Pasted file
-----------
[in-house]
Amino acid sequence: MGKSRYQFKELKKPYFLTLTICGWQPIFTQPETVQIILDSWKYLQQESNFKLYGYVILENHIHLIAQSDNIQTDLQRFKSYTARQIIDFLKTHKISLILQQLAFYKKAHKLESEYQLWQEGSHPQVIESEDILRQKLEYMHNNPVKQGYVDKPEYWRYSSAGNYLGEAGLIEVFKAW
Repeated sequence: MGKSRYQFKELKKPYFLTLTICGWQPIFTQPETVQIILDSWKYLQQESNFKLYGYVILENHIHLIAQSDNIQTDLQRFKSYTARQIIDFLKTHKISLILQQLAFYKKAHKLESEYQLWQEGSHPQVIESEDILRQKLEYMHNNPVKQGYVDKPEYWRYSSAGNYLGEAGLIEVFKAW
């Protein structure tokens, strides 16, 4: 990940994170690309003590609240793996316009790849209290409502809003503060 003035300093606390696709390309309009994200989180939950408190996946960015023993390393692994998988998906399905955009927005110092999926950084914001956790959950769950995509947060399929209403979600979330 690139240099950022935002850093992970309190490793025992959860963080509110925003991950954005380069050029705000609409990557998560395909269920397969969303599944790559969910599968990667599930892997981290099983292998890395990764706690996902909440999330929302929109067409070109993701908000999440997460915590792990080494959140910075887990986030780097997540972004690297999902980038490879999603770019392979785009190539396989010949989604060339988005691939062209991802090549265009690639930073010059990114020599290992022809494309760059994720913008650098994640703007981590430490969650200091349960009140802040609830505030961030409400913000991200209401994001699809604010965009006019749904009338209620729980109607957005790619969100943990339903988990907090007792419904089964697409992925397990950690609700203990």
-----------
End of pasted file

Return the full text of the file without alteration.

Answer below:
[in-house]
Amino acid sequence: MGKSRYQFKELKKPYFLTLTICGWQPIFTQPETVQIILDSWKYLQQESNFKLYGYVILENHIHLIAQSDNIQTDLQRFKSYTARQIIDFLKTHKISLILQQLAFYKKAHKLESEYQLWQEGSHPQVIESEDILRQKLEYMHNNPVKQGYVDKPEYWRYSSAGNYLGEAGLIEVFKAW
Repeated sequence: MGKSRYQFKELKKPYFLTLTICGWQPIFTQPETVQIILDSWKYLQQESNFKLYGYVILENHIHLIAQSDNIQTDLQRFKSYTARQIIDFLKTHKISLILQQLAFYKKAHKLESEYQLWQEGSHPQVIESEDILRQKLEYMHNNPVKQGYVDKPEYWRYSSAGNYLGEAGLIEVFKAW
């Protein structure tokens, strides 16, 4: 990940994170690309003590609240793996316009790849209290409502809003503060 003035300093606390696709390309309009994200989180939950408190996946960015023993390393692994998988998906399905955009927005110092999926950084914001956790959950769950995509947060399929209403979600979330 690139240099950022935002850093992970309190490793025992959860963080509110925003991950954005380069050029705000609409990557998560395909269920397969969303599944790559969910599968990667599930892997981290099983292998890395990764706690996902909440999330929302929109067409070109993701908000999440997460915590792990080494959140910075887990986030780097997540972004690297999902980038490879999603770019392979785009190539396989010949989604060339988005691939062209991802090549265009690639930073010059990114020599290992022809494309760059994720913008650098994640703007981590430490969650200091349960009140802040609830505030961030409400913000991200209401994001699809604010965009006019749904009338209620729980109607957005790619969100943990339903988990907090007792419904089964697409992925397990950690609700203990």